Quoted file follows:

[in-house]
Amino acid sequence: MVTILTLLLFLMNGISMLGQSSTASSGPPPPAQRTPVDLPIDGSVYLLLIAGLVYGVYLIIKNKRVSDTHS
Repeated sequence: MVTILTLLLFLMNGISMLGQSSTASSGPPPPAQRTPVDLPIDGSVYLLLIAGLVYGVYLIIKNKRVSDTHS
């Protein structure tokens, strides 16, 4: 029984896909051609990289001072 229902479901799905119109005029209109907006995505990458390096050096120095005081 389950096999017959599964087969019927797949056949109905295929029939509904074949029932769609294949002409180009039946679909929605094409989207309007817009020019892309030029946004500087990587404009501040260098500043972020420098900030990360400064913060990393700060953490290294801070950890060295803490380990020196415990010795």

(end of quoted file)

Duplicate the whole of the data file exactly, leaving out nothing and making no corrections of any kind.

[in-house]
Amino acid sequence: MVTILTLLLFLMNGISMLGQSSTASSGPPPPAQRTPVDLPIDGSVYLLLIAGLVYGVYLIIKNKRVSDTHS
Repeated sequence: MVTILTLLLFLMNGISMLGQSSTASSGPPPPAQRTPVDLPIDGSVYLLLIAGLVYGVYLIIKNKRVSDTHS
């Protein structure tokens, strides 16, 4: 029984896909051609990289001072 229902479901799905119109005029209109907006995505990458390096050096120095005081 389950096999017959599964087969019927797949056949109905295929029939509904074949029932769609294949002409180009039946679909929605094409989207309007817009020019892309030029946004500087990587404009501040260098500043972020420098900030990360400064913060990393700060953490290294801070950890060295803490380990020196415990010795």